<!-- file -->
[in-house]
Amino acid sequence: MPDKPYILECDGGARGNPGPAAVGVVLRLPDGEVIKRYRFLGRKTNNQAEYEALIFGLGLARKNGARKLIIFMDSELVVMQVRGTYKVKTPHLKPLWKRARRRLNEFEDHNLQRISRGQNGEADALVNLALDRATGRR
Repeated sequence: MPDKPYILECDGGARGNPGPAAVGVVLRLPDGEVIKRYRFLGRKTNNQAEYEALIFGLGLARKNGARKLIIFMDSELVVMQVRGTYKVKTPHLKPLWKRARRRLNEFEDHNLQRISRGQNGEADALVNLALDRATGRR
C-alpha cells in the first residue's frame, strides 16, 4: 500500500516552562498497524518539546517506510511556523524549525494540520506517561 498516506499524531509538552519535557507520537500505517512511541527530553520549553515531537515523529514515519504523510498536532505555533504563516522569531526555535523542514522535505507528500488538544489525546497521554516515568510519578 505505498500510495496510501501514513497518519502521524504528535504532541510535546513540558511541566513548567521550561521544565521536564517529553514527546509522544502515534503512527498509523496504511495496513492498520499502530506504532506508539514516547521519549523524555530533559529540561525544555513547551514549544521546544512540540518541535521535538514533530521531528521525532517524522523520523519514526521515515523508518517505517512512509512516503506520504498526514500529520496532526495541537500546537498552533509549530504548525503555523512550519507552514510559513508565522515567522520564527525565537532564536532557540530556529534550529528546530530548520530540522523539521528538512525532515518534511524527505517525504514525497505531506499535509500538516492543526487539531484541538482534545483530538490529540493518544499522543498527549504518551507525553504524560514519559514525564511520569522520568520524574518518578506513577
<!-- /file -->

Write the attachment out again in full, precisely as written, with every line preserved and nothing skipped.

[in-house]
Amino acid sequence: MPDKPYILECDGGARGNPGPAAVGVVLRLPDGEVIKRYRFLGRKTNNQAEYEALIFGLGLARKNGARKLIIFMDSELVVMQVRGTYKVKTPHLKPLWKRARRRLNEFEDHNLQRISRGQNGEADALVNLALDRATGRR
Repeated sequence: MPDKPYILECDGGARGNPGPAAVGVVLRLPDGEVIKRYRFLGRKTNNQAEYEALIFGLGLARKNGARKLIIFMDSELVVMQVRGTYKVKTPHLKPLWKRARRRLNEFEDHNLQRISRGQNGEADALVNLALDRATGRR
C-alpha cells in the first residue's frame, strides 16, 4: 500500500516552562498497524518539546517506510511556523524549525494540520506517561 498516506499524531509538552519535557507520537500505517512511541527530553520549553515531537515523529514515519504523510498536532505555533504563516522569531526555535523542514522535505507528500488538544489525546497521554516515568510519578 505505498500510495496510501501514513497518519502521524504528535504532541510535546513540558511541566513548567521550561521544565521536564517529553514527546509522544502515534503512527498509523496504511495496513492498520499502530506504532506508539514516547521519549523524555530533559529540561525544555513547551514549544521546544512540540518541535521535538514533530521531528521525532517524522523520523519514526521515515523508518517505517512512509512516503506520504498526514500529520496532526495541537500546537498552533509549530504548525503555523512550519507552514510559513508565522515567522520564527525565537532564536532557540530556529534550529528546530530548520530540522523539521528538512525532515518534511524527505517525504514525497505531506499535509500538516492543526487539531484541538482534545483530538490529540493518544499522543498527549504518551507525553504524560514519559514525564511520569522520568520524574518518578506513577